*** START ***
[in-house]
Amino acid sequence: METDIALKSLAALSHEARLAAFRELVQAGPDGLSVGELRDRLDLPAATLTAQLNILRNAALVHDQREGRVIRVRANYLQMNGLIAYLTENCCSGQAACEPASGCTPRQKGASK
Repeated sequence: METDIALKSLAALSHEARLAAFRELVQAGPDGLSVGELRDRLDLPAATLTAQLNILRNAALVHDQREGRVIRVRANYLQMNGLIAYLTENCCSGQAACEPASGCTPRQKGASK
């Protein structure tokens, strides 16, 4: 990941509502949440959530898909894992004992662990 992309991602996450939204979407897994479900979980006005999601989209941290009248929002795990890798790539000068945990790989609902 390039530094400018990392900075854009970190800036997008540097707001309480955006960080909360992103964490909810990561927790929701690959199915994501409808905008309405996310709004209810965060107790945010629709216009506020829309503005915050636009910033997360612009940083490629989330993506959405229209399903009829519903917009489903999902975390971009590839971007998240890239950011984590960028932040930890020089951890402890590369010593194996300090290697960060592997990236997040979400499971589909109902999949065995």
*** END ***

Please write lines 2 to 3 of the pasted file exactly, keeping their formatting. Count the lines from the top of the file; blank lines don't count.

Amino acid sequence: METDIALKSLAALSHEARLAAFRELVQAGPDGLSVGELRDRLDLPAATLTAQLNILRNAALVHDQREGRVIRVRANYLQMNGLIAYLTENCCSGQAACEPASGCTPRQKGASK
Repeated sequence: METDIALKSLAALSHEARLAAFRELVQAGPDGLSVGELRDRLDLPAATLTAQLNILRNAALVHDQREGRVIRVRANYLQMNGLIAYLTENCCSGQAACEPASGCTPRQKGASK